Among fishermen, bureaucrats and environmentalists, there are increasing concerns these days about genetic tinkering with fish.

In New Zealand, researchers used genetic engineering to develop a strain of chinook salmon they believed could eventually weigh 550 pounds. The company abandoned the project after a public outcry but held onto the frozen sperm.

On Canada’s Prince Edward Island, genetically engineered Atlantic salmon grow four times faster than normal when injected with a protein.

It seems variations on these fish could be the first genetically altered animals to show up in grocery stores.

No one is quite sure what the biological or environmental consequences might be if genetically altered salmon escaped from fish farms, where they would be raised, and cross-breed or compete with native stocks for food and spawning sites.

“We are very worried,” said Glen Spain, Northwest regional director of the Pacific Coast Federation of Fishermen’s Associations. “Once you let the genies out of the bottle, you are at the mercy of the genies.”

Most of the attention has focused on fish farms in New England, but there are concerns on the West Coast as well.

“It’s a hot issue,” said Kevin Amos of the Washington state Department of Fish and Wildlife.

A White House panel is trying to sort out which agency has jurisdiction, with potential claims from the Food and Drug Administration, the National Marine Fisheries Service and the U.S. Fish and Wildlife Service.

Regionally, the Bay Program has policies dealing with the introduction of nonnative species, but not bioengineered species.

Scientists around the world have been manipulating genes in fish for more than a decade.

A Massachusetts company, A/F Protein Inc., said it has orders for 15 million eggs from genetically engineered Atlantic salmon it has been raising on Prince Edward Island.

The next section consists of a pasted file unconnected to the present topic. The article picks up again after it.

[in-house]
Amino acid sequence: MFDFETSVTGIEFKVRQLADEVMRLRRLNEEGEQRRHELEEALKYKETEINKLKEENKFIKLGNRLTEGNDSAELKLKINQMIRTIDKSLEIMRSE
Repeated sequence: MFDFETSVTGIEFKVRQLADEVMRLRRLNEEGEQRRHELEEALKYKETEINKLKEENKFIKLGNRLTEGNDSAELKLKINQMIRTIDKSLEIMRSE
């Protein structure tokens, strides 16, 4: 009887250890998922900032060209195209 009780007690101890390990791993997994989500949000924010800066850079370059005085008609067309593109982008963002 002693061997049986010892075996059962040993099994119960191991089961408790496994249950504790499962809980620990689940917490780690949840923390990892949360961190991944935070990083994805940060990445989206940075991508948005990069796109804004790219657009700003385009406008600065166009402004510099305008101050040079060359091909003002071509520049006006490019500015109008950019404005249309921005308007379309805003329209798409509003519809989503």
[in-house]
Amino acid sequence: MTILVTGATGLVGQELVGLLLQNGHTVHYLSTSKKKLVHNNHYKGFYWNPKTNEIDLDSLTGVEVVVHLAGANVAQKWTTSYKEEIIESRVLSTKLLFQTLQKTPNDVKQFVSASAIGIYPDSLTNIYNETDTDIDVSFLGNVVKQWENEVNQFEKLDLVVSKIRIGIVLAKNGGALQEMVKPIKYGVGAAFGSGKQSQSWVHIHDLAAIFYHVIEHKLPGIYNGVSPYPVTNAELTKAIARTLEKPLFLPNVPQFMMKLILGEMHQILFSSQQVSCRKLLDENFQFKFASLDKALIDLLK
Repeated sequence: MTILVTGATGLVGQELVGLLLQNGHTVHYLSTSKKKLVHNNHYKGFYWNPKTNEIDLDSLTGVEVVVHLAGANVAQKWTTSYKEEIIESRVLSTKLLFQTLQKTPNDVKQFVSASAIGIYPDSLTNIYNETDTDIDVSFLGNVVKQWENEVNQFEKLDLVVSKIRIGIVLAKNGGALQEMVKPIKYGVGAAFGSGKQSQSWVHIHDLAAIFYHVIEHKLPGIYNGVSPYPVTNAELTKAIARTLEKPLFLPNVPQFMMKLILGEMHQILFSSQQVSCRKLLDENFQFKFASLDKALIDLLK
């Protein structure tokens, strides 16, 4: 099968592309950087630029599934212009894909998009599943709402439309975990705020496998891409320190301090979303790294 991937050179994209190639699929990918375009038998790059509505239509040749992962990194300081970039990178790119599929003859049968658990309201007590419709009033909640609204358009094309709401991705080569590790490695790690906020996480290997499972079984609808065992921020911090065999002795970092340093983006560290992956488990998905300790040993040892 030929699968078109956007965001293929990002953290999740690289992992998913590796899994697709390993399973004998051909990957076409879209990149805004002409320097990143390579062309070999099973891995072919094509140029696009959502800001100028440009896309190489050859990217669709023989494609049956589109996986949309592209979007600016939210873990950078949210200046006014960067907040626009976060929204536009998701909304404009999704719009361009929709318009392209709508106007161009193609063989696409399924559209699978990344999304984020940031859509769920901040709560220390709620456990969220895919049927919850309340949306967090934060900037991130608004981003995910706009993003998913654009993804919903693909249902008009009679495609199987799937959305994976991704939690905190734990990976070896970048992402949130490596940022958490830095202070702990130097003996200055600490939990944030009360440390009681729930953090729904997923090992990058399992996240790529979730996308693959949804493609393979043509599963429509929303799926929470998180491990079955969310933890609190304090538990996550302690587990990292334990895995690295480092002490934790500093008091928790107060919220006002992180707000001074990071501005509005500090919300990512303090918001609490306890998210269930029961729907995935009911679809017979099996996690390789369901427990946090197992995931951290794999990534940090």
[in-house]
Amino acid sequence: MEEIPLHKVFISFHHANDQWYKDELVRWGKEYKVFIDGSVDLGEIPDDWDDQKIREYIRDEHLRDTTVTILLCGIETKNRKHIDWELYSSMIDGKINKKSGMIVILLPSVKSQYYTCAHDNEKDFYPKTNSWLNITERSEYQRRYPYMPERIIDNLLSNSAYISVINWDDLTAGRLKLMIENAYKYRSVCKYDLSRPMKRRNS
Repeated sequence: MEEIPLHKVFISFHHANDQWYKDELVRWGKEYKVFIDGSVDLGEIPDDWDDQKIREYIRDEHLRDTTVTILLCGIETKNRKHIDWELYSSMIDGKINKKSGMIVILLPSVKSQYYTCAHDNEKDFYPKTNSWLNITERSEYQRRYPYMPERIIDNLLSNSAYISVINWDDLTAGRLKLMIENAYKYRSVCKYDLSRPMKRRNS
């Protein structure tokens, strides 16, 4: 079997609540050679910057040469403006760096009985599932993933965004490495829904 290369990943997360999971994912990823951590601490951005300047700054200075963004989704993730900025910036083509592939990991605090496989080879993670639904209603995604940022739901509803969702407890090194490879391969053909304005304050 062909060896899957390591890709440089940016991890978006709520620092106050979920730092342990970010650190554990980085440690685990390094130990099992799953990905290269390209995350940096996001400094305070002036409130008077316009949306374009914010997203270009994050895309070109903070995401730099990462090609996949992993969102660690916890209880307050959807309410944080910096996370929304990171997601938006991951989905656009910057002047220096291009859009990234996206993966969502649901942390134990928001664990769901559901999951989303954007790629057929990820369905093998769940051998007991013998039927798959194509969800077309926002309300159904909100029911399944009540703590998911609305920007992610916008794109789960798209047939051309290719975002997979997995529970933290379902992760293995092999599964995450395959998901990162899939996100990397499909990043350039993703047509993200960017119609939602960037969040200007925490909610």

The fish can reach market size in 18 months, rather than the three years it now takes a typical Atlantic salmon. The company is seeking FDA approval to market the eggs to fish farms.

The breakthrough came when researchers at A/F Protein, an international biotech firm, discovered an antifreeze protein that allows flounder to survive in Arctic waters where salmon can’t. In salmon, it acts as a switch that enables the fish to produce a growth hormone year-round, rather than just during warm months.

Supporters of the concept say transgenic salmon could expand fish-farm operations around the world and relieve the pressure on wild stocks. More than half the salmon sold in the United States are raised on farms.

On the West Coast, Atlantic salmon — the staple of fish farming operations in Washington and British Columbia — may pose the greatest threat to wild salmon.

About 10 million pounds are raised in Washington annually, a $40-million-a-year business. Fish farms in British Columbia raise 80 million pounds of Atlantic salmon annually.

Since 1996, almost 600,000 Atlantic salmon have escaped from net pens in Washington waters, and at least 60,000 into Canadian waters.

The escaped fish have been caught by sports fishermen in Puget Sound and found as far north as the Bering Sea. And in the past year, Canadian biologists have found juvenile Atlantic salmon in two streams on Vancouver Island, which indicates spawning activity.

Biologists say the chance of interbreeding between Atlantic and Pacific salmon is remote, though they can’t rule it out entirely.

The real danger, they say, is that the Atlantics will compete with native stocks. There are no signs of such an impact, but it’s early yet, said a recent report by Fish and Wildlife.

Atlantic salmon genetically engineered to grow faster could pose a greater threat.

In the Northwest, an official of the Omega Salmon Group Ltd., which owns Washington state salmon farms, said he knew of no plans to start raising transgenic Atlantic salmon.

“We ... don’t foresee any on this coast,” said Omega controller Keith Bullough. Based in Campbell River, B.C., Omega is a subsidiary of one of the largest salmon-farming companies in the world, Pan Fish ASA of Norway.

But A/F Protein officials say they’ve had private discussions about transgenic Atlantic salmon with virtually every salmon company.